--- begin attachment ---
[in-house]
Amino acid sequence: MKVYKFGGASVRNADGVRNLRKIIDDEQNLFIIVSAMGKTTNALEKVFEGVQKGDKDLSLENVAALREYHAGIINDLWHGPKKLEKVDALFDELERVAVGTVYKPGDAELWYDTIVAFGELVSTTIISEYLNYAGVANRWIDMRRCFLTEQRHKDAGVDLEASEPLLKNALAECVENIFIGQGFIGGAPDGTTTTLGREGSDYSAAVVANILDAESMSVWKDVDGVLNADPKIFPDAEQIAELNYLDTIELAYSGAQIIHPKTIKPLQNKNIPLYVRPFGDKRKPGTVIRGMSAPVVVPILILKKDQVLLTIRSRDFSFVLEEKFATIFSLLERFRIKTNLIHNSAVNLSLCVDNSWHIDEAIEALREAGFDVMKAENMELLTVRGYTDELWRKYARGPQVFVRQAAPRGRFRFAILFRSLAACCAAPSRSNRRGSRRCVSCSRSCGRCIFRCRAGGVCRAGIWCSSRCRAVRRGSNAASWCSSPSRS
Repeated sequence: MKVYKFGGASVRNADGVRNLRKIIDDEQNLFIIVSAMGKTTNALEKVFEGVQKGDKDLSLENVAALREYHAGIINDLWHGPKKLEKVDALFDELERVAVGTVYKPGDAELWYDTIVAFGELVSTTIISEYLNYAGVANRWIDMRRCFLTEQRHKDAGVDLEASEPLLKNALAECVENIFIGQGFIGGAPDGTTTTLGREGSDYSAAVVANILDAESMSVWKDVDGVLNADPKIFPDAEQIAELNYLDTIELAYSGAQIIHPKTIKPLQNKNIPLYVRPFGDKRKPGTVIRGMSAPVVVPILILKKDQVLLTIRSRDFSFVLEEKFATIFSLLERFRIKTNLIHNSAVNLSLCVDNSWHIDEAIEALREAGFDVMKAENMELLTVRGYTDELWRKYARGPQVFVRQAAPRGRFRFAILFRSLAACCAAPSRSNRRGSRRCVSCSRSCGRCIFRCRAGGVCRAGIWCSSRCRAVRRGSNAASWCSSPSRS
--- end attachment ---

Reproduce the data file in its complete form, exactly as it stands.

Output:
[in-house]
Amino acid sequence: MKVYKFGGASVRNADGVRNLRKIIDDEQNLFIIVSAMGKTTNALEKVFEGVQKGDKDLSLENVAALREYHAGIINDLWHGPKKLEKVDALFDELERVAVGTVYKPGDAELWYDTIVAFGELVSTTIISEYLNYAGVANRWIDMRRCFLTEQRHKDAGVDLEASEPLLKNALAECVENIFIGQGFIGGAPDGTTTTLGREGSDYSAAVVANILDAESMSVWKDVDGVLNADPKIFPDAEQIAELNYLDTIELAYSGAQIIHPKTIKPLQNKNIPLYVRPFGDKRKPGTVIRGMSAPVVVPILILKKDQVLLTIRSRDFSFVLEEKFATIFSLLERFRIKTNLIHNSAVNLSLCVDNSWHIDEAIEALREAGFDVMKAENMELLTVRGYTDELWRKYARGPQVFVRQAAPRGRFRFAILFRSLAACCAAPSRSNRRGSRRCVSCSRSCGRCIFRCRAGGVCRAGIWCSSRCRAVRRGSNAASWCSSPSRS
Repeated sequence: MKVYKFGGASVRNADGVRNLRKIIDDEQNLFIIVSAMGKTTNALEKVFEGVQKGDKDLSLENVAALREYHAGIINDLWHGPKKLEKVDALFDELERVAVGTVYKPGDAELWYDTIVAFGELVSTTIISEYLNYAGVANRWIDMRRCFLTEQRHKDAGVDLEASEPLLKNALAECVENIFIGQGFIGGAPDGTTTTLGREGSDYSAAVVANILDAESMSVWKDVDGVLNADPKIFPDAEQIAELNYLDTIELAYSGAQIIHPKTIKPLQNKNIPLYVRPFGDKRKPGTVIRGMSAPVVVPILILKKDQVLLTIRSRDFSFVLEEKFATIFSLLERFRIKTNLIHNSAVNLSLCVDNSWHIDEAIEALREAGFDVMKAENMELLTVRGYTDELWRKYARGPQVFVRQAAPRGRFRFAILFRSLAACCAAPSRSNRRGSRRCVSCSRSCGRCIFRCRAGGVCRAGIWCSSRCRAVRRGSNAASWCSSPSRS